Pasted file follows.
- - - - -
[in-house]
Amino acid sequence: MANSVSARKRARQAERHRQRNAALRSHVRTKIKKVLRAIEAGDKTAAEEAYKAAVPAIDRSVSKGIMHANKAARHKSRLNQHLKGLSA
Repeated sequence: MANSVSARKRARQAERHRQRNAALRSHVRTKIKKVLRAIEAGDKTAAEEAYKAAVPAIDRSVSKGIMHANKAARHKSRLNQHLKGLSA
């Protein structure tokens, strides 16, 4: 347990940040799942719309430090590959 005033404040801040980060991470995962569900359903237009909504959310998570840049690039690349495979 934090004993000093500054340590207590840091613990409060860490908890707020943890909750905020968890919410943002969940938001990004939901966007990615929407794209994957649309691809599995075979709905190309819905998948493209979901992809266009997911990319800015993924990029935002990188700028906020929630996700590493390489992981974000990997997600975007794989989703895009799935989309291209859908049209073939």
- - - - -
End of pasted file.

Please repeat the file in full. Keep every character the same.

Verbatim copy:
[in-house]
Amino acid sequence: MANSVSARKRARQAERHRQRNAALRSHVRTKIKKVLRAIEAGDKTAAEEAYKAAVPAIDRSVSKGIMHANKAARHKSRLNQHLKGLSA
Repeated sequence: MANSVSARKRARQAERHRQRNAALRSHVRTKIKKVLRAIEAGDKTAAEEAYKAAVPAIDRSVSKGIMHANKAARHKSRLNQHLKGLSA
């Protein structure tokens, strides 16, 4: 347990940040799942719309430090590959 005033404040801040980060991470995962569900359903237009909504959310998570840049690039690349495979 934090004993000093500054340590207590840091613990409060860490908890707020943890909750905020968890919410943002969940938001990004939901966007990615929407794209994957649309691809599995075979709905190309819905998948493209979901992809266009997911990319800015993924990029935002990188700028906020929630996700590493390489992981974000990997997600975007794989989703895009799935989309291209859908049209073939």